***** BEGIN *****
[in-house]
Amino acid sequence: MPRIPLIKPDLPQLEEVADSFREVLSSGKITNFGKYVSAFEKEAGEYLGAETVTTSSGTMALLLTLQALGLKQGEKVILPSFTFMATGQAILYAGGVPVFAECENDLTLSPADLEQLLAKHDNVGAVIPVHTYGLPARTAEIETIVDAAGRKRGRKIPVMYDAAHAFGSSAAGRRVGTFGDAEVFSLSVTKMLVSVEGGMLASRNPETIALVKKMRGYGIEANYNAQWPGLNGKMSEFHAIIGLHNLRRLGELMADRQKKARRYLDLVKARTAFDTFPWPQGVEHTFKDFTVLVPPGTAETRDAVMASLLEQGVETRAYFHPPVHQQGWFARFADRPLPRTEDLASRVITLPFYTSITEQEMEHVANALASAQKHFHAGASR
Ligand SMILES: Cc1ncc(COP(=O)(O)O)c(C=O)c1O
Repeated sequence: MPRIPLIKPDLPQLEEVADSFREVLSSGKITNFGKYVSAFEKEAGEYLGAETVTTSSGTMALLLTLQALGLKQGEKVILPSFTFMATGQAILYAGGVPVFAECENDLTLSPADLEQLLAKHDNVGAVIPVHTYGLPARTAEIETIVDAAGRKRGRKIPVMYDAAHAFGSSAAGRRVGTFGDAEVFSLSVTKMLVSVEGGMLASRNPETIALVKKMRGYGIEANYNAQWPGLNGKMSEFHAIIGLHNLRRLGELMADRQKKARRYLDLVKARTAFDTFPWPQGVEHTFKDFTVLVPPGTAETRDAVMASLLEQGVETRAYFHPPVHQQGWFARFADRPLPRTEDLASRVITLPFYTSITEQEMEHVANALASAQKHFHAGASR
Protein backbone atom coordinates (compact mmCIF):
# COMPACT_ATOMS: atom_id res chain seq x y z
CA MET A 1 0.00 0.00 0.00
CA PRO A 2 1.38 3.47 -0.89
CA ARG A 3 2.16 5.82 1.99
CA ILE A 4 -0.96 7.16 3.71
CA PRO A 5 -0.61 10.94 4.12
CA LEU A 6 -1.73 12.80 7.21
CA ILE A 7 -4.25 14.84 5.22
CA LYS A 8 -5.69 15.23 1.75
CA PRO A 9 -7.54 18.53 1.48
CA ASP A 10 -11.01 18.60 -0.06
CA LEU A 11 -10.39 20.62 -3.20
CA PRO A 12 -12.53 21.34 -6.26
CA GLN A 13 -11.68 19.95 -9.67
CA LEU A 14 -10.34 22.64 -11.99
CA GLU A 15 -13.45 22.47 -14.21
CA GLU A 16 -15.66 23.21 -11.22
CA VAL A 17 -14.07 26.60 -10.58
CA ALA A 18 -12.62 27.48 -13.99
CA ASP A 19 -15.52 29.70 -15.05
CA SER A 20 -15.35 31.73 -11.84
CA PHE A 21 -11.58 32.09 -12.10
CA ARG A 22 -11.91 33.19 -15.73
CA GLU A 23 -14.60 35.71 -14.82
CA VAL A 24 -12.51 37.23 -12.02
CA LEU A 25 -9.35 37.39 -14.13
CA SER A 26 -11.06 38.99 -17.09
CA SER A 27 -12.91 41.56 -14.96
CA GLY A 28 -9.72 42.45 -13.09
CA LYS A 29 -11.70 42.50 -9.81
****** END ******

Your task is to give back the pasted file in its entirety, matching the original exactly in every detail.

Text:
[in-house]
Amino acid sequence: MPRIPLIKPDLPQLEEVADSFREVLSSGKITNFGKYVSAFEKEAGEYLGAETVTTSSGTMALLLTLQALGLKQGEKVILPSFTFMATGQAILYAGGVPVFAECENDLTLSPADLEQLLAKHDNVGAVIPVHTYGLPARTAEIETIVDAAGRKRGRKIPVMYDAAHAFGSSAAGRRVGTFGDAEVFSLSVTKMLVSVEGGMLASRNPETIALVKKMRGYGIEANYNAQWPGLNGKMSEFHAIIGLHNLRRLGELMADRQKKARRYLDLVKARTAFDTFPWPQGVEHTFKDFTVLVPPGTAETRDAVMASLLEQGVETRAYFHPPVHQQGWFARFADRPLPRTEDLASRVITLPFYTSITEQEMEHVANALASAQKHFHAGASR
Ligand SMILES: Cc1ncc(COP(=O)(O)O)c(C=O)c1O
Repeated sequence: MPRIPLIKPDLPQLEEVADSFREVLSSGKITNFGKYVSAFEKEAGEYLGAETVTTSSGTMALLLTLQALGLKQGEKVILPSFTFMATGQAILYAGGVPVFAECENDLTLSPADLEQLLAKHDNVGAVIPVHTYGLPARTAEIETIVDAAGRKRGRKIPVMYDAAHAFGSSAAGRRVGTFGDAEVFSLSVTKMLVSVEGGMLASRNPETIALVKKMRGYGIEANYNAQWPGLNGKMSEFHAIIGLHNLRRLGELMADRQKKARRYLDLVKARTAFDTFPWPQGVEHTFKDFTVLVPPGTAETRDAVMASLLEQGVETRAYFHPPVHQQGWFARFADRPLPRTEDLASRVITLPFYTSITEQEMEHVANALASAQKHFHAGASR
Protein backbone atom coordinates (compact mmCIF):
# COMPACT_ATOMS: atom_id res chain seq x y z
CA MET A 1 0.00 0.00 0.00
CA PRO A 2 1.38 3.47 -0.89
CA ARG A 3 2.16 5.82 1.99
CA ILE A 4 -0.96 7.16 3.71
CA PRO A 5 -0.61 10.94 4.12
CA LEU A 6 -1.73 12.80 7.21
CA ILE A 7 -4.25 14.84 5.22
CA LYS A 8 -5.69 15.23 1.75
CA PRO A 9 -7.54 18.53 1.48
CA ASP A 10 -11.01 18.60 -0.06
CA LEU A 11 -10.39 20.62 -3.20
CA PRO A 12 -12.53 21.34 -6.26
CA GLN A 13 -11.68 19.95 -9.67
CA LEU A 14 -10.34 22.64 -11.99
CA GLU A 15 -13.45 22.47 -14.21
CA GLU A 16 -15.66 23.21 -11.22
CA VAL A 17 -14.07 26.60 -10.58
CA ALA A 18 -12.62 27.48 -13.99
CA ASP A 19 -15.52 29.70 -15.05
CA SER A 20 -15.35 31.73 -11.84
CA PHE A 21 -11.58 32.09 -12.10
CA ARG A 22 -11.91 33.19 -15.73
CA GLU A 23 -14.60 35.71 -14.82
CA VAL A 24 -12.51 37.23 -12.02
CA LEU A 25 -9.35 37.39 -14.13
CA SER A 26 -11.06 38.99 -17.09
CA SER A 27 -12.91 41.56 -14.96
CA GLY A 28 -9.72 42.45 -13.09
CA LYS A 29 -11.70 42.50 -9.81